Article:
3. SB-800 and SB-900 have the SU-4 mode, which is an optical slave trigger for Manual flash mode. Cannot be TTL mode. Any manual flash will trigger them in sync. Since that active flash is at its regular power level, then the range is pretty far. However, two photographers working the same room cannot both use optical slaves, because they will trigger each others flashes. Radio and CLS provide a few channels which can be selected to differentiate users.

    4. PC Sync cables, running directly to the flash. Again, this must be Manual mode, cannot be TTL mode. SB-600 has no provision to do 3 or 4.

    5. OK, same thing, but often a system will use Radio trigger or PC sync cord to ONE light, which will then trigger the remaining lights when they are in optical slave mode (Manual mode). This is very common.
    Last edited by a moderator: Aug 28, 2008
  4. PocketWizards use radio signals to communicate from the master to the slave units. Nikon (and Canon) wireless flash works via infrared light. The limit of infrared is (a) that the slaves have to be in the direct line of sight of the master, and (b) it only works over short distances (i.e up to 50 feet). The PocketWizards with radio signal technology work around corners and through walls and work to well over 1000 feet.

    Architectural photography is a very popular use for PocketWizards where flash units must be placed out of sight from the camera and used to light large spaces sometimes over great distances. Sports shooters also use them for triggering flashes from a great distance. Studio photographers like to use them also because the slave units might not be in the direct line of sight of the master unit.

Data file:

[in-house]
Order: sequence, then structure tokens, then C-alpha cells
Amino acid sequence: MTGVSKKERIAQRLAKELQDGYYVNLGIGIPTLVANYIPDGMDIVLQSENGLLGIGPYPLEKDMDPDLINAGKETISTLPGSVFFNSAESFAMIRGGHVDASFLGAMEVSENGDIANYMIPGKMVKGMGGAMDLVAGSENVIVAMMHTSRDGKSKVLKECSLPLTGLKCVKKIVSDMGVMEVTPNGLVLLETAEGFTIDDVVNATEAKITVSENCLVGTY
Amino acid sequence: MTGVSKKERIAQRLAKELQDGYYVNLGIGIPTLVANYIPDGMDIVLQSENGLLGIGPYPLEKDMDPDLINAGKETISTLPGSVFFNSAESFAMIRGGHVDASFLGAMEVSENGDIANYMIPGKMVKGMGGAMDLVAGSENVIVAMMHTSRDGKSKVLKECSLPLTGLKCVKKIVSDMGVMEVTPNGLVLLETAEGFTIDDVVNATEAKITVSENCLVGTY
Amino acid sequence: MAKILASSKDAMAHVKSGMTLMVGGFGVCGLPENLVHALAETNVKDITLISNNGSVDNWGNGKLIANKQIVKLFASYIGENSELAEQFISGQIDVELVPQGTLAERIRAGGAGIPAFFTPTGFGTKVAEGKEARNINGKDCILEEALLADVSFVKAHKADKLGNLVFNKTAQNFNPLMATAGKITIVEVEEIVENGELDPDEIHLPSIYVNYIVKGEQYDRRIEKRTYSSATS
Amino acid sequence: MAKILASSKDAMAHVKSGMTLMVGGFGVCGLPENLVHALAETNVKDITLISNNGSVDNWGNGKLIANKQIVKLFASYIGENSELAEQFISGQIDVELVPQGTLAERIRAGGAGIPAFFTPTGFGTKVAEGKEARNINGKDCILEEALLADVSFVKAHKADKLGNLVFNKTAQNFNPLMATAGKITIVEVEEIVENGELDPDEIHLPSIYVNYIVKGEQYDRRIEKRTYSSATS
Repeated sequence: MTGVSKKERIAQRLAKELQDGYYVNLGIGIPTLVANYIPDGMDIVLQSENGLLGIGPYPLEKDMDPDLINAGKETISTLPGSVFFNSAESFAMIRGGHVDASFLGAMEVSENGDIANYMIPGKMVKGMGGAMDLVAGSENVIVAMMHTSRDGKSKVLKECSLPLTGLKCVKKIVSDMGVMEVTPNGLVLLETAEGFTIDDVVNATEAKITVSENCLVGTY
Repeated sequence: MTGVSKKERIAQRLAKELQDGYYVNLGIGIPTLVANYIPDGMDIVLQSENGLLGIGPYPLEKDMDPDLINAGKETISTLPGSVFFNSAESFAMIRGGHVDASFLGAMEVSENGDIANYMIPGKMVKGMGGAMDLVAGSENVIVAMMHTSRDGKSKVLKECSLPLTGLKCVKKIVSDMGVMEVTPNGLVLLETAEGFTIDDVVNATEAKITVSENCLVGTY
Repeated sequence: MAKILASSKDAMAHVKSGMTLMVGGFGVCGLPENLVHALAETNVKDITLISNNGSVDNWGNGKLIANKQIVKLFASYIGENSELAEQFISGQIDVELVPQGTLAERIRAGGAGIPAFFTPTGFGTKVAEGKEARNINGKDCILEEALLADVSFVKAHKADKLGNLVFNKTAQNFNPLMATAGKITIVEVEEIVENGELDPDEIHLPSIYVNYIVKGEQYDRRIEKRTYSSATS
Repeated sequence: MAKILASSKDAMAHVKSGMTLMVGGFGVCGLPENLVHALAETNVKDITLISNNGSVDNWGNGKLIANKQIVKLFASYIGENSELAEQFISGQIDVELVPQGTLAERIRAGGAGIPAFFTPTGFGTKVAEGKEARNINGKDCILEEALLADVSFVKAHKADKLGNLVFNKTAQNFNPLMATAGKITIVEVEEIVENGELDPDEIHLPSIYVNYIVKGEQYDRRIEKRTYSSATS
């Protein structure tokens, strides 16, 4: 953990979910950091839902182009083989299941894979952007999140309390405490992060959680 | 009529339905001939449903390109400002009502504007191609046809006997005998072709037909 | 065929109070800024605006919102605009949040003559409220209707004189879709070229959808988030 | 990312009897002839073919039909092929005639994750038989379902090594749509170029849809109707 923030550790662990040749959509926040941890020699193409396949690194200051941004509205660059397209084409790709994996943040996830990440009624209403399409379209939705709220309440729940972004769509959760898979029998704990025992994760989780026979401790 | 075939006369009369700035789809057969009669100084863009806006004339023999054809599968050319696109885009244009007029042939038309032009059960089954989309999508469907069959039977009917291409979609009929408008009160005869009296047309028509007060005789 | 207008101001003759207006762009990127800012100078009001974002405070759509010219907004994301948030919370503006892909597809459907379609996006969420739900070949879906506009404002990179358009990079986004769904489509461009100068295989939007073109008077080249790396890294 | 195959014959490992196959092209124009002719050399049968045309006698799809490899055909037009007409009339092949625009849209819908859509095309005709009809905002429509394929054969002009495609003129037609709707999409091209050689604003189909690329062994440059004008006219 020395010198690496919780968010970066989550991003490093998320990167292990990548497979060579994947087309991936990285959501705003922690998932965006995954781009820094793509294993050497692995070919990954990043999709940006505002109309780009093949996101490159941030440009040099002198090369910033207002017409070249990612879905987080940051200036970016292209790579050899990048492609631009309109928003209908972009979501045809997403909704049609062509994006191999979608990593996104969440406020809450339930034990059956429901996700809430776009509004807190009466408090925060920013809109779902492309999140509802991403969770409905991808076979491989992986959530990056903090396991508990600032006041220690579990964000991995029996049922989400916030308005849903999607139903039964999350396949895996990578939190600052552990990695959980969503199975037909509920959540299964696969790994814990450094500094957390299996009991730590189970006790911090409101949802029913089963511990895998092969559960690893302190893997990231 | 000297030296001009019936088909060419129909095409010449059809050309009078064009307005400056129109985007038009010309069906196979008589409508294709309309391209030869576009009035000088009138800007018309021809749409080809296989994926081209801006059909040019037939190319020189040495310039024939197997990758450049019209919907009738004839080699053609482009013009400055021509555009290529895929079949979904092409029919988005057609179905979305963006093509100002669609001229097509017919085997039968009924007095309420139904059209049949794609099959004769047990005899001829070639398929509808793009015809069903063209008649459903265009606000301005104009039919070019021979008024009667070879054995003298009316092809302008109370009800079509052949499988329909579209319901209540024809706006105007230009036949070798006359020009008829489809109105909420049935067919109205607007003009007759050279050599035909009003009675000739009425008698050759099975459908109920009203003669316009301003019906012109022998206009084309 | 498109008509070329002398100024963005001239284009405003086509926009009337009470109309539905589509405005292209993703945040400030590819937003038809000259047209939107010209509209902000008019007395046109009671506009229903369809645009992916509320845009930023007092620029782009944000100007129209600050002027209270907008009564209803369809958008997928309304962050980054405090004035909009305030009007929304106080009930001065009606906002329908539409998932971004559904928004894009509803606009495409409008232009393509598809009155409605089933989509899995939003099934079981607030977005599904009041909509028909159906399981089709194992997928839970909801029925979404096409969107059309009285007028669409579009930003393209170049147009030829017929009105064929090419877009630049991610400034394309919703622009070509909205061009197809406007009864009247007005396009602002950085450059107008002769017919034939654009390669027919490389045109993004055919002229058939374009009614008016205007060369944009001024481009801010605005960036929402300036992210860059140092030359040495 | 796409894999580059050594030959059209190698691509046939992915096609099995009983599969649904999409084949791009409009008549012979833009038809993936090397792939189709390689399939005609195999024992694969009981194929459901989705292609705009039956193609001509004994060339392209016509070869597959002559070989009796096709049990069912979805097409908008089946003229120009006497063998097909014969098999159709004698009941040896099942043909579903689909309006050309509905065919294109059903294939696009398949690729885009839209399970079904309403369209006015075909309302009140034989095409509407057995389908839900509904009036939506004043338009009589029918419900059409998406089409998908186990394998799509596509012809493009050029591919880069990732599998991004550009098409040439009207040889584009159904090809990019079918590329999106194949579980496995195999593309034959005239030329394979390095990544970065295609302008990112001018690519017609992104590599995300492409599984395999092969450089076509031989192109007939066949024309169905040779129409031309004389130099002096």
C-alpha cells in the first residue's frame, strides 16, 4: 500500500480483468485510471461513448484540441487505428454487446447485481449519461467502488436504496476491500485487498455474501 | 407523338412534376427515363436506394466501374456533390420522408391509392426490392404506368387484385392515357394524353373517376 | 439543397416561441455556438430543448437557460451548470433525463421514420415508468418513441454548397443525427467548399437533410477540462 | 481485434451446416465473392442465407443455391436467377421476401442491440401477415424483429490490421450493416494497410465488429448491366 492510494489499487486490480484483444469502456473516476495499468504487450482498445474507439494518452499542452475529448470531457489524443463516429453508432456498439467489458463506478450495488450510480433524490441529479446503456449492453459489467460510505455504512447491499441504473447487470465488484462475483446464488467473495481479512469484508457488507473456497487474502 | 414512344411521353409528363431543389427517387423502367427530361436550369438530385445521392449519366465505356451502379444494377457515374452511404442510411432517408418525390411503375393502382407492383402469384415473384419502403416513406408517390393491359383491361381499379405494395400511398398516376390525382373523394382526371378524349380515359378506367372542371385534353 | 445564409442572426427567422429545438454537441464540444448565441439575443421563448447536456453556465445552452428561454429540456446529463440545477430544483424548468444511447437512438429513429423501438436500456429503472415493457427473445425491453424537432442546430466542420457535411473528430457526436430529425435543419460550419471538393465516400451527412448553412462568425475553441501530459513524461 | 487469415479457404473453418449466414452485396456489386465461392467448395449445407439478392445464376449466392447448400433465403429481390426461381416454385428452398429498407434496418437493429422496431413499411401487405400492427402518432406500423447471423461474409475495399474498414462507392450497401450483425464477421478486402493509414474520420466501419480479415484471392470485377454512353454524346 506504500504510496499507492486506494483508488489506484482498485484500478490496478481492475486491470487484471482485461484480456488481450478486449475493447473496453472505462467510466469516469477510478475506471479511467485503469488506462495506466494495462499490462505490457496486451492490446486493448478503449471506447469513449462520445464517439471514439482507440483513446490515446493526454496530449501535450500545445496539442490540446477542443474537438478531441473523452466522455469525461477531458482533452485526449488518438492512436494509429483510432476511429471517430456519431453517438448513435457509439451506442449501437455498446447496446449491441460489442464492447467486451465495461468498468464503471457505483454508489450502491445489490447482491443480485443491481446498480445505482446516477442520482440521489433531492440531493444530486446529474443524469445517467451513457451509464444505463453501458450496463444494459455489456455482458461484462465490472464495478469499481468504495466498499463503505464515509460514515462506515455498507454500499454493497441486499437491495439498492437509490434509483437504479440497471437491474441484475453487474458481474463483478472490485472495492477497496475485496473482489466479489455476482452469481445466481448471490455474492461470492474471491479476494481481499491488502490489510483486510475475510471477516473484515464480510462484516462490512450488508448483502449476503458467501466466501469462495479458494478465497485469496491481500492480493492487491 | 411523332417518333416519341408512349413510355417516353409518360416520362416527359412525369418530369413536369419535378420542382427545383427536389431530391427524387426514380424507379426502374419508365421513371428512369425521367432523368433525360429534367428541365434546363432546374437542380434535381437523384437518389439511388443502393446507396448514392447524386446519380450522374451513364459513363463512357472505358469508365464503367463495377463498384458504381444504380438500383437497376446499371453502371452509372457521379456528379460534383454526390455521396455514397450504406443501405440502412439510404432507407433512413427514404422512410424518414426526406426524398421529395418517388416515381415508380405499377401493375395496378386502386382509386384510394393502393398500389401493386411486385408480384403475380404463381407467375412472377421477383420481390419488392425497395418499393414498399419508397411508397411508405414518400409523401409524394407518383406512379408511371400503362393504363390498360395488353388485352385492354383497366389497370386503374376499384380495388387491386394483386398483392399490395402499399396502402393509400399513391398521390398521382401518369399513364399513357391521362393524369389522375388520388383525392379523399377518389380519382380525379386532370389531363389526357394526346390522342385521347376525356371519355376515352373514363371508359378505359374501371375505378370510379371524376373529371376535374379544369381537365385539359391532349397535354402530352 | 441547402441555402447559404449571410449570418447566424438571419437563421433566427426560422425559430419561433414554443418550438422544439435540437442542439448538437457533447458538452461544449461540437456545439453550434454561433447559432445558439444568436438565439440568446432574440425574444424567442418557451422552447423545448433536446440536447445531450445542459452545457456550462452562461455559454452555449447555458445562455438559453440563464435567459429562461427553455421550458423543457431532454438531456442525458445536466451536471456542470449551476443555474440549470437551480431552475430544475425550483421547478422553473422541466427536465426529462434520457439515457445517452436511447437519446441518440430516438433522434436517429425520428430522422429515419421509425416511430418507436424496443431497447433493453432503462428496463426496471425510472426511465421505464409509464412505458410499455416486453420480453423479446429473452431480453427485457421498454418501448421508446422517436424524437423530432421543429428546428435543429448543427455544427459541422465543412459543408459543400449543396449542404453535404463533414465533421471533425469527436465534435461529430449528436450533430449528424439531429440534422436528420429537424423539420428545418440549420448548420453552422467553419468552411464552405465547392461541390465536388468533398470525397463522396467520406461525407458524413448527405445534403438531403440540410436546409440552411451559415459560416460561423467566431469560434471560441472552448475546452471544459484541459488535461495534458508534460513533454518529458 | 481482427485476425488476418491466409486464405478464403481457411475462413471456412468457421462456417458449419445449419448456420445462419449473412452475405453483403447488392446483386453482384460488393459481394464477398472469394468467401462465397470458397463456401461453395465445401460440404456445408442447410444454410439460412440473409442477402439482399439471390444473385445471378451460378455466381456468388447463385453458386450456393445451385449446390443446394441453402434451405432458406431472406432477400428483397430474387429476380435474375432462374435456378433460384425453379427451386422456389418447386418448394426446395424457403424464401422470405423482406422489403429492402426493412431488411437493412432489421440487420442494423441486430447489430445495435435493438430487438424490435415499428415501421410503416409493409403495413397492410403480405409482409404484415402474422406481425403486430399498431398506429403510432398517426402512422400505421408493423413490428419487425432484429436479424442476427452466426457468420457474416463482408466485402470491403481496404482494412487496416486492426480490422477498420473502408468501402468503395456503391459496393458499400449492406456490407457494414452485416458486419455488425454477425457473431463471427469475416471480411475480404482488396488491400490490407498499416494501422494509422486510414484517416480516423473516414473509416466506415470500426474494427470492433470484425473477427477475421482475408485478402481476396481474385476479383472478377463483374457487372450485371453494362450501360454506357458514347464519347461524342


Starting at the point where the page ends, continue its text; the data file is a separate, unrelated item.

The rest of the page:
5. I think the longer range is a valid point, but the line-of-sight is a grey area. I've always been able to trigger speedlights when doors/walls/etc put them out of the line of sight.

    The only issue I've had with CLS has been triggering outside during really strong thunderstorms.

  6. I'd suggest you start off using your camera's popup flash to command the remote(s). Based on your usage, that may be entirely satisfactory. If you, you can explore options that better fit your needs. But the popup will satisfy 90% of all off-camera flash users. Jmho.
  7. kiwi


    Jan 1, 2008
    Auckland, NZ

    Just a question - why not turn off the flash output from the pop-up alltogether ?
  8. There are a couple of very effective solutions to the blinkie problem. You can lock in the flash exposure value ahead of time, using FV lock, or put a filter in front of the popup that blocks visible light but passes IR.

    The popup is good for 100 feet. PWs are good for 1/4 mile. Nice if you need it, but personally, I haven't run into a situation where CLS wasn't adequate.